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Koo Shutdown & Indian Startup Landscape

Since I was a child, I have always wondered why we do not have significant tech innovations in India. In the name of startups, all we did was produce clones or copies of something else – a Zomato, a Flipkart, an Ola – all essentially transaction-based services. These are clones of models that have been successful worldwide or at least trying to be.

When it comes to products that are not purely transactional, we do not have a record of producing something like Google, Facebook, WhatsApp, or Telegram. Now that I have tried to build something a couple of times and failed, I think I have some answers.

Reading about Koo and its shutdown reminded me of my own attempts in 2013-14 and again in 2015-16 to capture user-generated content and create a social network that could harness all that content meaningfully. Unfortunately, I had to shut both down simply because of the costs associated with running them.

Now that I am more seasoned as an entrepreneur and more comfortable with the tech space, I think the answer is clear. Indian audiences are notorious for being of low value in the internet space. India, its neighboring countries, and some African countries command the lowest CPM (Cost Per Mille) on the internet. This means that advertisers are not willing to pay as much as they do in other countries because the buying power of the audience is very low. Even though the numbers are huge, they do not translate into enough products or services being bought, resulting in extremely low revenue compared to almost anywhere else in the world.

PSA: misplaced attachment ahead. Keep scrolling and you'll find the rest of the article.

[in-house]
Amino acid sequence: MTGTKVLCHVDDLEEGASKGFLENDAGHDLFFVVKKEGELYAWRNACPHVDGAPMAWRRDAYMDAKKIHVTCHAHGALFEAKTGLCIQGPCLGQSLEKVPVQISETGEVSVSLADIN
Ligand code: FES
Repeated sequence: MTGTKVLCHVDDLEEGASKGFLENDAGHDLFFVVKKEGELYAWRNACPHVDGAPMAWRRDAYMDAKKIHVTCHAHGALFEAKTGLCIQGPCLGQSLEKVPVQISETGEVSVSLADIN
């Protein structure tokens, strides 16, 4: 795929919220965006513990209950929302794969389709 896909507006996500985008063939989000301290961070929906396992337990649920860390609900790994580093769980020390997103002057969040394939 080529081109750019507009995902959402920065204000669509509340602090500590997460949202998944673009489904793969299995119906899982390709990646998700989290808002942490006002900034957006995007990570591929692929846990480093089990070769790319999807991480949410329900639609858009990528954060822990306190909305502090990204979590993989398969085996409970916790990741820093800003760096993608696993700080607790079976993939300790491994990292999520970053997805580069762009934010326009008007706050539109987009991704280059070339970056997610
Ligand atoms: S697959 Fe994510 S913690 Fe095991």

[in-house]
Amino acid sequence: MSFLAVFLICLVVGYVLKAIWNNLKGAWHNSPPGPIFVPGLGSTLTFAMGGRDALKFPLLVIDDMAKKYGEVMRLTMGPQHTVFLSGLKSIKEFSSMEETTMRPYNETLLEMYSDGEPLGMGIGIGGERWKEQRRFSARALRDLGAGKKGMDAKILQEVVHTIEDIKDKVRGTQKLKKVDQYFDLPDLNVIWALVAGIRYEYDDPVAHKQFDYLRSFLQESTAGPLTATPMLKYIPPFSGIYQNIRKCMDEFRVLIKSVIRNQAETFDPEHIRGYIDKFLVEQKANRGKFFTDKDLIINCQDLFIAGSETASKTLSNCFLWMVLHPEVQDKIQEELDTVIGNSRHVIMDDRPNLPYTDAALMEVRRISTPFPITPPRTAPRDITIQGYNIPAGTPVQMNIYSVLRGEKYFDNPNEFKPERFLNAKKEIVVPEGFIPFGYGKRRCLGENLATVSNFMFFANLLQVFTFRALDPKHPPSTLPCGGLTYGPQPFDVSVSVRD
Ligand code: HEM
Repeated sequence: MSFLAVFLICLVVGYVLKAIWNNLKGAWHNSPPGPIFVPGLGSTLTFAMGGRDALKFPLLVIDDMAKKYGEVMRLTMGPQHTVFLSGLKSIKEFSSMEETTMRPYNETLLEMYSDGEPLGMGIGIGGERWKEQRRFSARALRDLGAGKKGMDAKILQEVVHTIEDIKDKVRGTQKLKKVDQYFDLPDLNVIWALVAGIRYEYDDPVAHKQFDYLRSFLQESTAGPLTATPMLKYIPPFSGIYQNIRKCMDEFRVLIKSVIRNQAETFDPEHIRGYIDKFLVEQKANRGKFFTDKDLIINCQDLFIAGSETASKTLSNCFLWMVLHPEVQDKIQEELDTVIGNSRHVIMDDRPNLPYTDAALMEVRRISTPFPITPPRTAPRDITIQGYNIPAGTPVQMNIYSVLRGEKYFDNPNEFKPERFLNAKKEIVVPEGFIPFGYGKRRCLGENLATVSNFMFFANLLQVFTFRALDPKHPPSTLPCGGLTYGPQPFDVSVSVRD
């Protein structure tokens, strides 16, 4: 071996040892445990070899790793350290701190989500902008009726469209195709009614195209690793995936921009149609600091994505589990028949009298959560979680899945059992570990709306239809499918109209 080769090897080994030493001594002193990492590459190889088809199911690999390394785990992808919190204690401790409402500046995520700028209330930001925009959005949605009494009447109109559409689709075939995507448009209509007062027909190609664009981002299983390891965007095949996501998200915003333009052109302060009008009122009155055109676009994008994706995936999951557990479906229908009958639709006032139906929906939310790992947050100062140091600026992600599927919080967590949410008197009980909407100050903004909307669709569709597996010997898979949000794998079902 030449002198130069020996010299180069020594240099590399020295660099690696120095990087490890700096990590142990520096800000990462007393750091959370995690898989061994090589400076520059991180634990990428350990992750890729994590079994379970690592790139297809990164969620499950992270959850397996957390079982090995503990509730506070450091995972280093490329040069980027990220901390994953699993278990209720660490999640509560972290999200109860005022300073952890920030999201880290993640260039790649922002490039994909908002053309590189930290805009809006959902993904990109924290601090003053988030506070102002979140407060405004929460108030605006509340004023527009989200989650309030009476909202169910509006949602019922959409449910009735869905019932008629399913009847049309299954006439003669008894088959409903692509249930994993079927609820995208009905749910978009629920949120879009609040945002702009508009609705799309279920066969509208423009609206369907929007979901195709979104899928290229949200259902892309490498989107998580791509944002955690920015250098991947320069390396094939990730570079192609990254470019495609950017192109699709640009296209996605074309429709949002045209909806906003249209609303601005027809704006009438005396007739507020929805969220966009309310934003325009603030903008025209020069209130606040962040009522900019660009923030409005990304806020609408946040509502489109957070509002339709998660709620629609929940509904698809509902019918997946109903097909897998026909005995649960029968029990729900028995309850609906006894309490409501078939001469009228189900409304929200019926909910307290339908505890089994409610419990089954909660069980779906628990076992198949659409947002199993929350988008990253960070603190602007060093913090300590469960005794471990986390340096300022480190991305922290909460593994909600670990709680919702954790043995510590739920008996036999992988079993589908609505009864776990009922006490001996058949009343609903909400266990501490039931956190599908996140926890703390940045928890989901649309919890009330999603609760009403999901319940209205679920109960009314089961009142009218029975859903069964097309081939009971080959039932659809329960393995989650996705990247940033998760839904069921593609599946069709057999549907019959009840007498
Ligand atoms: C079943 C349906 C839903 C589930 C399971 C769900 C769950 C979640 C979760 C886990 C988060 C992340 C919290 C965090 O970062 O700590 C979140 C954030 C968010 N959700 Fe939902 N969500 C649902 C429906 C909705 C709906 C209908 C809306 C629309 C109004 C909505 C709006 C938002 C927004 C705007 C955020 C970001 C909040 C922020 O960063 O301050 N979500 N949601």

The situation is compounded by the fact that tech costs are the same. We also use Google Cloud, AWS, or Digital Ocean to host our services and end up paying similar amounts to what someone in the USA would pay. More users mean higher server bills and less revenue. You can already see where this is going.

The cost of handling and managing user data collected over the years, including all those media files, gets expensive – very expensive. It just keeps adding up regardless of the revenue you are making. Even if you are not capturing new users and are just maintaining a regular base of a few thousand users who keep sharing and adding to your network, they might not contribute much to the revenue but would permanently add to your server bills.

In conclusion, one of the main challenge for tech innovation in India is the low revenue generated from a large user base, combined with the high costs of technology and data management. This makes it difficult for startups to sustain and grow, ultimately leading to their shutdown despite their potential.

Yet, I remain hopeful. Every failure has been a lesson, and every shutdown, a stepping stone. The entrepreneurial spirit in India is unyielding, and I believe that one day, we will overcome these challenges. The dream of creating world-changing innovations is alive, and it’s only a matter of time before it becomes a reality.

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